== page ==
The EU free movement framework is structured around anachronistic and patriarchal working patterns. One small provision captures and crystallises the detriment experienced by female EU migrants: Article 7(3) of Directive 2004/38 allows migrants to keep their worker status when work has ceased temporarily for a number of reasons – illness, accident, involuntary unemployment, and in some cases voluntary unemployment combined with vocational training.
This is a list of ‘male’ risks. Conspicuously absent from this list are the ‘female’ risks of pregnancy and maternity, and caring responsibilities. Not only are such forms of labour excluded from the definition of ‘work’, they are excluded from the definition of permitted breaks in work. They are less protected – and so apparently less valuable – activities than illness.
The pregnancy gap in Article 7(3) is coming under review by the CJEU in the St Prix case – the hearing is due on the 14th of November 2013. As can be seen from the facts of the case, the gap particularly impacts upon EU migrant women with sick babies, since a child’s illness can delay the mother’s intended return to work. This delay is often a very short period; in St Prix the claimant returned to work 3 months after her baby was born prematurely. But even this temporary break from work resulted in her total loss of worker status, and a loss of right to reside, and loss of entitlement to equal treatment for purposes such as social protection. In contrast, those whose work is interrupted by, for example, illness, are afforded greater status security – a bridging status until their work can be resumed.
UK courts have argued that the pregnancy gap is a deliberate policy choice on the part of Member States. In an earlier case, the Social Security and Child Support Commissioner (the predecessor of an Upper Tribunal judge) argued that once a migrant knows that she is pregnant, she assumes the risk of having a sick baby who cannot migrate because of being in intensive care, and so assumes the risk of being temporarily out of work and unable to return home, and so assumes the risk of losing worker status and becoming destitute. The consequence of this argument is that if you want status security and you become pregnant, you should return to your home state. All of which suggests a remarkable and shocking asymmetry of free movement rights as between men and women.
The Court of Appeal of England and Wales suggested in St Prix that the gap prevents pregnant migrants dropping in to the UK to do a small amount of work and claim benefits – suggesting some undue suspicion regarding the motives and integrity of female migrants, and disregarding the CJEU case law on identifying whether work has been genuine and effective in order to confer worker status in the first place. Again, the contrast with illness is telling, since it is possible to establish worker status, and retain it, on the basis of a few months of work followed by a longer period of illness.
The Secretary of State for Work and Pensions has argued before the Supreme Court that there is a risk that women will not return to work after they have had their babies. But there is scant evidence to back up this antiquated idea. Women have for decades stayed in the workforce permanently, in keeping with UK and EU employment policies, and having a child is not a trigger to exit the labour market, especially in light of increased economic pressures. Besides which, the emphasis in Article 7(3) is on temporary breaks – those out of work due to illness do not retain worker status indefinitely, so there is no reason to fear that women on a temporary maternity period would either. Several women, for a number of reasons, feel they have to leave their jobs during pregnancy, but because they need to find another one once the baby is born. The current work may be too physically demanding, and no alternative roles may be available, or maybe their requests to work part time or more flexibly have been refused.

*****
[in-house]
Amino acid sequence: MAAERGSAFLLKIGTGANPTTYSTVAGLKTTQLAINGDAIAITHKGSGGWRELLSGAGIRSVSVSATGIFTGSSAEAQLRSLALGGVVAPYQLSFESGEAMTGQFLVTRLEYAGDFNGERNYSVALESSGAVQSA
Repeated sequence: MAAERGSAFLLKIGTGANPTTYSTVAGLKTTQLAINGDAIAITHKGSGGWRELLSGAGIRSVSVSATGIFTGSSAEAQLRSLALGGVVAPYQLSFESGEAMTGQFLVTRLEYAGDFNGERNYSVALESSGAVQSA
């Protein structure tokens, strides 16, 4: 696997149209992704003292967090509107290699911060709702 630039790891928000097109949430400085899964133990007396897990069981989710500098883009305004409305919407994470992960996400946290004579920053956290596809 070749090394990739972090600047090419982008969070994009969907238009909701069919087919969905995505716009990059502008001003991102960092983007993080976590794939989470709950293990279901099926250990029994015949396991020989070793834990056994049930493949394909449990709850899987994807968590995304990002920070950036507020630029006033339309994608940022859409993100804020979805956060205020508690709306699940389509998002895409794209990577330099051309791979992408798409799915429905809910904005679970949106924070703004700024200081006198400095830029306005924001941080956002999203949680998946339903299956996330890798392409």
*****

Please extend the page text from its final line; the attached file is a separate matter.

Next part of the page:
Given the emphasis in EU employment policy on flexible labour markets, it seems starkly incongruous not to ease the transition between jobs, and to recognise that working patterns are punctuated by various temporary breaks. It is time to stop treating such breaks related to pregnancy and maternity as deviations from the norm, and recognise that in a world in which women constitute nearly half (and an increasing portion) of the workforce, temporary reproductive breaks in work are part of the norm.
The gender tilt in free movement law is a deep and complex issue, revealing something about the commodification of persons, power imbalances and the devaluing of reproductive labour and unpaid care work. The pregnancy gap in Article 7(3) is a relatively small example, but rectifying it is an essential first step if women are to hope to ever have equal status security – and so equal EU citizenship as that enjoyed by men. Then we can think about including temporary breaks related to caring duties in Article 7(3). And maybe then we can think about a living wage for those on maternity leave. And possibly then we can tackle the concepts of economic activity and ‘dependence’…. But the first logically and morally irresistible step is to bridge the St Prix pregnancy gap.
Lecturer, York Law School
Ideas presented at a DELI seminar; also explored in: ‘I Trade, Therefore I Am: Legal Personhood in the European Union’ (2013) Common Market Law Review, forthcoming.